As if the fact that MX operations can’t comply with mandated noise limits is somehow the fault of the legislators, or is a direct attack on MX as a business, instead of being a standard of what is reasonable noise in a particular environment.

Emu Creek track in the Tenterfield Council area is one example.  After a lot of time, court cases and expense the Tenterfield Council imposed noise and operating time limits on the motocross activities at Emu Creek, which they claim they could not meet from a business point of view.  They are still in business and seem to have moved to mountain bike and Bicycle MX activities to replace the motocross element of their custom.

It’s also worth noting that in the case of the Emu Creek motocross, Tenterfield Council monitored maximum noise levels [L(A)max], rather than averaged noise levels over a (usually long) period [L(A)eq], because they said it was more objective when long-term, long period noise was considered.  The Adare proponent’s Noise Study uses averaged noise levels, which always appear more favourable to the proponent’s case.

Costs to Council for Ongoing Compliance Action

The case studies refer to costs to all parties for the application (including appeals) procedures and for ongoing compliance.  In our own area, the Emu Creek case mentioned above is said to have cost the Tenterfield Council in excess of $66,000 for compliance monitoring and court costs before it stopped the noise nuisance.

Life throws some strange curve balls at times

Since 7 December last year our lives have been totally dominated by the prospect of a motocross track being built just 2.7km from our house – and even closer than that to the houses of others in the Vinegar Hill-Adare community here in the Lockyer Valley.

We’ve been told that there were 234 submissions lodged with the Lockyer Valley Regional Council in relation to the proposal.  232 of them were against the establishment of a motocross track in the area.  That’s a fantastic achievement for a community that had only 15 business days to respond to the advertising of the proposal.

I’ve been trying to find time to get back to this blog and to posting about our doings on the land here, but it just doesn’t happen.  Today I’ve come to the realisation that this blog is about sustainability, mainly in the Lockyer Valley, but really what happens here is a microcosm of what happens everywhere in the developed world in terms of ultimate sustainability of lifestyle, community, the environment, and indeed the future of humanity.  How we, including our local and state governments, respond to totally wrong-headed proposals like this motocross track is all about whether our society, locally or globally, will be sustainable.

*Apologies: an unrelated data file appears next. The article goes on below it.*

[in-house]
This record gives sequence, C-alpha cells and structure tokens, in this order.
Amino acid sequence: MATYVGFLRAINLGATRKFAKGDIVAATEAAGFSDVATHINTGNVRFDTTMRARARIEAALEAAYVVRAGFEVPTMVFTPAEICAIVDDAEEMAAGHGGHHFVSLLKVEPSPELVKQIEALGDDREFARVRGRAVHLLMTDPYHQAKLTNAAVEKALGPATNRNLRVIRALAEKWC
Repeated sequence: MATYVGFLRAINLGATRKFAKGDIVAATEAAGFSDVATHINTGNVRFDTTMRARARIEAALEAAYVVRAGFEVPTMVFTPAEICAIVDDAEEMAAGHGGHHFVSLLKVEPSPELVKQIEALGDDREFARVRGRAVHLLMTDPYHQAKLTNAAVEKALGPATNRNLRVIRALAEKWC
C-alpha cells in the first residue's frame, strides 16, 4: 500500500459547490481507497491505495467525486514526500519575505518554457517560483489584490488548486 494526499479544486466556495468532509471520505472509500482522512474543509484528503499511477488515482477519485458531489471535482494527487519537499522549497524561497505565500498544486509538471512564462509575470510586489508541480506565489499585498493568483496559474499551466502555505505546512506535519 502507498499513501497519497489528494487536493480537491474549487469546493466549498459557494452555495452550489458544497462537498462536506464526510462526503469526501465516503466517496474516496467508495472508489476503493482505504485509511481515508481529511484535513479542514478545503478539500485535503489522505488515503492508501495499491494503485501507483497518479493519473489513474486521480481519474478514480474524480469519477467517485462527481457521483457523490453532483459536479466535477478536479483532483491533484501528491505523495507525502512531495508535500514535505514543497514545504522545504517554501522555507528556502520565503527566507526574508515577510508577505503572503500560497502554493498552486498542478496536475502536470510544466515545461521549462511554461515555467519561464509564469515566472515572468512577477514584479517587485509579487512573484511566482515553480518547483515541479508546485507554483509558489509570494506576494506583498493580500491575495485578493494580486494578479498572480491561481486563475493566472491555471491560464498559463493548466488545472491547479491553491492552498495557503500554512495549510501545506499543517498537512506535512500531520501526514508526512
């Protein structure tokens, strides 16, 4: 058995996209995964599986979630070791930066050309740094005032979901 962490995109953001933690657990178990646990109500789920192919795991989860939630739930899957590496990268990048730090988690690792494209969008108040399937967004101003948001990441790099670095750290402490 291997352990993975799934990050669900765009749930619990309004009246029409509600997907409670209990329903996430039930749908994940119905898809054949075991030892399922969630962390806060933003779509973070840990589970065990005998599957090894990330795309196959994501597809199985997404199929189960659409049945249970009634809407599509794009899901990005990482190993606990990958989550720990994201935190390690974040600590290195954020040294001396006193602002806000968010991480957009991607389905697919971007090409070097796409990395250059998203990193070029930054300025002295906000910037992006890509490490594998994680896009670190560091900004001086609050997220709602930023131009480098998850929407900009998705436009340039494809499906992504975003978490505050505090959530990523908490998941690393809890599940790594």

Is the community going to be trashed for the sake of a minority (almost all from outside the area) who want to get their thrills by driving powerful, noisy and dangerous machines around and around on a circuit?  Is the environment going to be trashed for the same purpose?

Is the community going to be trashed because some profit-oriented developer thinks he has the right to change the nature of the area and introduce a totally incompatible activity into our rural landscape?

Is a pristine creek (Redbank Creek, which has all of its catchment above the motocross property in National Park) and its surroundings going to be allowed to be trashed?

Are we going to allow a significant koala population to be degraded by noise impacts from the track and road-kills from the massive increase in traffic on the country road leading to the proposed motocross site?

Are we going to allow the bird population and its significant species to be similarly trashed?

If we do then that’s not sustainability.  And sustainability is what this blog is supposed to be about.  So I ask you to follow us and our community on this journey, and be understanding if there are few posts on this site for at least the next couple of months about sustainable food production.

Thanks. It will be an interesting ride.


2_Google Earth screen shot_SMALL_with distances to dwellings etc

Distances from the motocross property to selected dwellings in the area

Sorry for the lack of posts for the last month.  On December 7th we got a call from a friend in our area who had just found out that there had been an application to establish a motocross park about 2.7km (about 2 miles) from us.

It had actually been advertised by public notice in our local paper, a week or so before, but no one we know had seen it.  As a result, we had only 11 days to lodge objections to the planning department of our local government (Lockyer Valley Regional Council).

From that point on everything else in our lives was put on hold.  For about a week we got by on around four hours’ sleep per night, and in the last month we’ve only completely stopped working on this on Christmas day.

A fantastic group of people from the area and wider came together to oppose the motocross track in our area.  If you ever want to create community quickly, drop something like this on a neighbourhood.  We now have a much wider circle of friends and a community group that is actively fighting this proposal and has already started on longer term projects like a neighbourhood Koala monitoring program.

The period for public comment closed on December 18th.  We don’t know the total number of objections that were lodged, but we know of at least 200 that were delivered to the Council offices.  An amazing effort to galavnize that much support in 11 days.

We calculated that there are more than 900 people living within 4km of the motocross property, so that’s a lot of people to be affected by the noise and other impacts.

As you can see from the above map, this is a rural area, where zoning is largely Rural Uplands, Rural Agricultural, Rural General or Rural Residential.  Not the sort of place where you’d put a noisy motocross development with high traffice levels (up to 150 vehicles/hour) on narrow rural roads.